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Assembled cars vs. imported cars in the Philippines

Which is cheaper- a locally assembled car or an imported car? The answer is obviously a locally assembled unit such as the Toyota Vios or Toyota Innova, which are also two of the top ten best selling car units today. To learn more about how cars are sold in the Philippines, we have delved deeper into the topic of assembled cars vs. imported cars in the country.


In June 2013, data collected by the Philippine Automotive Competitiveness Council Inc. (PACCI) showed that 66 percent of the total vehicles sold in the first half of the said year were completely built-up (CBU) units. This means that the cars were already assembled when they were shipped to our shores. The remaining 34 percent are completely knock down (CKD) units or those which need to be assembled locally.

The trend of imported cars outnumbering locally produced units in the Philippines has been going on for the past few years. In 2012, just a decade ago, CBUs were only 8 percent of the total vehicles sold in the country.

Locally assembled cars

Former Ford assembly plant in Laguna (©
Former Ford assembly plant in Laguna (©

By definition, a locally assembled car has its parts shipped to the country before it is put together and marketed for local or international consumption. When car manufacturers decide to locally assemble a car model, they often look at the profitability of that model in the local market plus the cost of labor and overall construction.

So, what is the advantage of buying a locally assembled car? Certainly it’s not the price. Most of our neighboring ASEAN co-members are already exempt from import duties because of the free-trade agreement. This setting, however, gives car manufacturers a lot of traction to react to the local market.

Therefore, assembling locally allows brands such as Toyota and Mitsubishi to react to sudden demands by simply assembling CKD parts instead of shipping them from their other plants in the region. Another appealing concept of buying a locally assembled vehicle is the fact that Filipinos were involved in creating the car, which makes it a sort of “Filipino-made” vehicle.


Some of the popular models assembled in the Philippines are Asian Utility Vehicles (AUVs) such as the Isuzu Crosswind and Mitsubishi Adventure, which are also local best sellers. By assembling a car locally, manufacturers are also able to provide jobs in the automotive industry for our countrymen.

Imported cars in the Philippines

Most cars that are imported into the Philippines are completely built and ready to be sold. According to the data from the Department of Finance and the Bureau of Customs (BOC), the current largest importer of cars in the country is Hyundai Asia Resources Inc. (HARI), which pays close to P2 billion in customs duties.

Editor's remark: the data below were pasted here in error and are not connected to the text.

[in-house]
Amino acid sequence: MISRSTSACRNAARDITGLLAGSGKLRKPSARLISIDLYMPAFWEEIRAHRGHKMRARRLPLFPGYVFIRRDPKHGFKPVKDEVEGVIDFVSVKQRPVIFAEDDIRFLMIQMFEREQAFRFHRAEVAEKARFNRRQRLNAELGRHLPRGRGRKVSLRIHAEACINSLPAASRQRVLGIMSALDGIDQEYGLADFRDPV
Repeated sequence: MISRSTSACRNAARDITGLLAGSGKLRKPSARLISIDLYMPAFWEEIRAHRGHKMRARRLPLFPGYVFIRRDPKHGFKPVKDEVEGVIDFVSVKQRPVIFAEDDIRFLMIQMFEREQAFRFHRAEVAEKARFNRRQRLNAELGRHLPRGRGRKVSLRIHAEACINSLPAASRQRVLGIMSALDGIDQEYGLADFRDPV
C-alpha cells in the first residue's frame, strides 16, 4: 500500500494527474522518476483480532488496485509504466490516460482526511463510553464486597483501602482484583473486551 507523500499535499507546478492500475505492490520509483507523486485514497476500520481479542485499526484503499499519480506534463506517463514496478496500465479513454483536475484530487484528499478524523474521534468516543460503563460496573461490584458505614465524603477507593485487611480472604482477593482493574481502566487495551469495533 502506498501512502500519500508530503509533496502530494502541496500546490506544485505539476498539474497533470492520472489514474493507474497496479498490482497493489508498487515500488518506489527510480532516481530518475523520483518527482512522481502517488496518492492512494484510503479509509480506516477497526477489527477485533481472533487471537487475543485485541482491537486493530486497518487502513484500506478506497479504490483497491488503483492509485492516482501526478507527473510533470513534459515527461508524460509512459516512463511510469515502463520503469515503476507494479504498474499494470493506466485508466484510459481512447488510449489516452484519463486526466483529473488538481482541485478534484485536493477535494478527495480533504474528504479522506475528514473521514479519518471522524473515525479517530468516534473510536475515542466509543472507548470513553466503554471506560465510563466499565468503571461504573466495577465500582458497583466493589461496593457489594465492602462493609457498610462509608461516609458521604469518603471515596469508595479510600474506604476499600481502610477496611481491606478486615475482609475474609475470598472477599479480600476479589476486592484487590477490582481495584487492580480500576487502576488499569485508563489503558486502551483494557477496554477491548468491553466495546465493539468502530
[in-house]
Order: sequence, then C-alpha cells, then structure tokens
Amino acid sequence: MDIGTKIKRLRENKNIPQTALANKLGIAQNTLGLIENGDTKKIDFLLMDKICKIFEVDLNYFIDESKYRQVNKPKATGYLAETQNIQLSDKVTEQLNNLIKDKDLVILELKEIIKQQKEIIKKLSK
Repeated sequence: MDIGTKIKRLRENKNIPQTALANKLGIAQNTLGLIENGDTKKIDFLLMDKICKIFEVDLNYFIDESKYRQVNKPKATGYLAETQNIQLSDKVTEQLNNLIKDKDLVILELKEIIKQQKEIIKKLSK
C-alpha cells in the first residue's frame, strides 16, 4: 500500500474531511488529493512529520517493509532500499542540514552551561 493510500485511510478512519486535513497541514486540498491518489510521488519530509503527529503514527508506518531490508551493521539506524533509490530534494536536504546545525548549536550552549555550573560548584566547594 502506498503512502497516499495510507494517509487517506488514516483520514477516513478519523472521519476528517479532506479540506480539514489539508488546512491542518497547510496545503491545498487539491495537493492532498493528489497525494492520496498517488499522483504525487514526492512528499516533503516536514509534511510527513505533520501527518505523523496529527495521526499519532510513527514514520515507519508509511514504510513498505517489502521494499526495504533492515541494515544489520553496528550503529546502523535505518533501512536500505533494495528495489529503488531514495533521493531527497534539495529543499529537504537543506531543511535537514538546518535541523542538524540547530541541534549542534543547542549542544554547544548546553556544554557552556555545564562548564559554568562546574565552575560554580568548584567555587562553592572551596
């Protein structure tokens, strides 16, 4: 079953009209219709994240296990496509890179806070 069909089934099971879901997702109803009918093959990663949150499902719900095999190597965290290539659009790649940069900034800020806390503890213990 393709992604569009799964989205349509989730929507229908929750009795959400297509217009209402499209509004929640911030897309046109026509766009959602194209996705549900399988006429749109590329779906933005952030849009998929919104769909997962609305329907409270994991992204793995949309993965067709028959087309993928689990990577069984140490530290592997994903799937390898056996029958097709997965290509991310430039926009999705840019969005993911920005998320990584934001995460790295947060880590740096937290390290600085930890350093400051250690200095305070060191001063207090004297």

Imported luxury cars in Port Irene (©

BOC defined customs duties as taxes “levied on goods entering the country and are derived by multiplying the dutiable value with duty rate and converted to peso value.” However, several companies are exempt from customs duties as defined by the Tariff and Customs Codes of the Philippines. Interestingly, the list of the top car importers also reflects the top brands in the country.

Examples of car models that are imported into the Philippines are the Audi A8 and BMW 6 Series. In most cases, imported cars account for a large portion of the second hand cars in the Philippines and are sold in the import gray market. Only one port, Port Irene, was a permitted shipping point for gray market passenger vehicle importations. However, Executive Order 418, signed at the beginning of 2014, banned the importation of used passenger vehicles at this port.

In some cases, such as with mini trucks and multicabs, imported parts or vehicles are re-assembled by welding chassis parts together. This practice allows some local vehicle retailers to sell their automotive products at a cheaper price.

PH car industry vs. ASEAN neighbors


The Philippines may have the potential to be the “Detroit of  Southeast Asia” given its numerous car assembly plants, particularly the ones in Binan and Sta. Rosa, Laguna. In 2012, for example, more than 75,000 vehicles were locally produced in the country compared to 64,000 units in 2011. However, the figures above are dwarfed by neighboring nations such as Thailand, Indonesia and Malaysia.

The Thais, the largest producer of vehicles in the region, produce more than one million units each year. Indonesia also creates around one million and Malaysia is able to supply close to 500,000. The Philippines, on the other hand has the potential to manufacture 350,000 units, but only 20 percent of this is utilized by local firms.

Which car to buy?


So which is better, an imported car or a locally assembled one? That discussion would take more than just one post and would probably vary from one car model to another. But it’s good to note that if you are buying a locally assembled car, it supports the country’s automotive market and provides jobs. Buying imported cars on the other hand contributes in the nation’s economy in terms of taxes and customs duties.

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